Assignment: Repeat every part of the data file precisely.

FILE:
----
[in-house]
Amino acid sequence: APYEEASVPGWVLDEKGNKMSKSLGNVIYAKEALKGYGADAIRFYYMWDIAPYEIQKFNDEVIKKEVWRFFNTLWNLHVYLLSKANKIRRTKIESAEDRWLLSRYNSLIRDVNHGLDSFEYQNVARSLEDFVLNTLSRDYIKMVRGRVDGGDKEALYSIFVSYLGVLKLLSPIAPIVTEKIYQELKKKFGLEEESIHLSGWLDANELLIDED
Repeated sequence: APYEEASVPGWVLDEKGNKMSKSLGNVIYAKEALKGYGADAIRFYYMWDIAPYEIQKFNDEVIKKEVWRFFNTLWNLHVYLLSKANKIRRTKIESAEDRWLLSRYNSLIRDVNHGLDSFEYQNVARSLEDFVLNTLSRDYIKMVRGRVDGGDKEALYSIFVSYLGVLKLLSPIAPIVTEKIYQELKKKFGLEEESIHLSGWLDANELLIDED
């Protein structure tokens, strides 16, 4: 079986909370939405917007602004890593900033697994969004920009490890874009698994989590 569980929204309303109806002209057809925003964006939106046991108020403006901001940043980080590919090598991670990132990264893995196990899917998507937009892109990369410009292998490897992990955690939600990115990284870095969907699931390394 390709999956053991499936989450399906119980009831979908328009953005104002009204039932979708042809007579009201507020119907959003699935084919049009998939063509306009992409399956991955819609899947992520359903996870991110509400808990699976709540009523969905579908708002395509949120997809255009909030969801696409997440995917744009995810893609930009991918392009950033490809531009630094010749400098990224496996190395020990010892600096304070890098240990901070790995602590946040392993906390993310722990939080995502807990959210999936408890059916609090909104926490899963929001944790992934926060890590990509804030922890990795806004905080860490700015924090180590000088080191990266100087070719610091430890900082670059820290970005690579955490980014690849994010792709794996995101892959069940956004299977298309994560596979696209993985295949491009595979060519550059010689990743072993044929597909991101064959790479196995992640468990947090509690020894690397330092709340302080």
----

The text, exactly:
[in-house]
Amino acid sequence: APYEEASVPGWVLDEKGNKMSKSLGNVIYAKEALKGYGADAIRFYYMWDIAPYEIQKFNDEVIKKEVWRFFNTLWNLHVYLLSKANKIRRTKIESAEDRWLLSRYNSLIRDVNHGLDSFEYQNVARSLEDFVLNTLSRDYIKMVRGRVDGGDKEALYSIFVSYLGVLKLLSPIAPIVTEKIYQELKKKFGLEEESIHLSGWLDANELLIDED
Repeated sequence: APYEEASVPGWVLDEKGNKMSKSLGNVIYAKEALKGYGADAIRFYYMWDIAPYEIQKFNDEVIKKEVWRFFNTLWNLHVYLLSKANKIRRTKIESAEDRWLLSRYNSLIRDVNHGLDSFEYQNVARSLEDFVLNTLSRDYIKMVRGRVDGGDKEALYSIFVSYLGVLKLLSPIAPIVTEKIYQELKKKFGLEEESIHLSGWLDANELLIDED
């Protein structure tokens, strides 16, 4: 079986909370939405917007602004890593900033697994969004920009490890874009698994989590 569980929204309303109806002209057809925003964006939106046991108020403006901001940043980080590919090598991670990132990264893995196990899917998507937009892109990369410009292998490897992990955690939600990115990284870095969907699931390394 390709999956053991499936989450399906119980009831979908328009953005104002009204039932979708042809007579009201507020119907959003699935084919049009998939063509306009992409399956991955819609899947992520359903996870991110509400808990699976709540009523969905579908708002395509949120997809255009909030969801696409997440995917744009995810893609930009991918392009950033490809531009630094010749400098990224496996190395020990010892600096304070890098240990901070790995602590946040392993906390993310722990939080995502807990959210999936408890059916609090909104926490899963929001944790992934926060890590990509804030922890990795806004905080860490700015924090180590000088080191990266100087070719610091430890900082670059820290970005690579955490980014690849994010792709794996995101892959069940956004299977298309994560596979696209993985295949491009595979060519550059010689990743072993044929597909991101064959790479196995992640468990947090509690020894690397330092709340302080």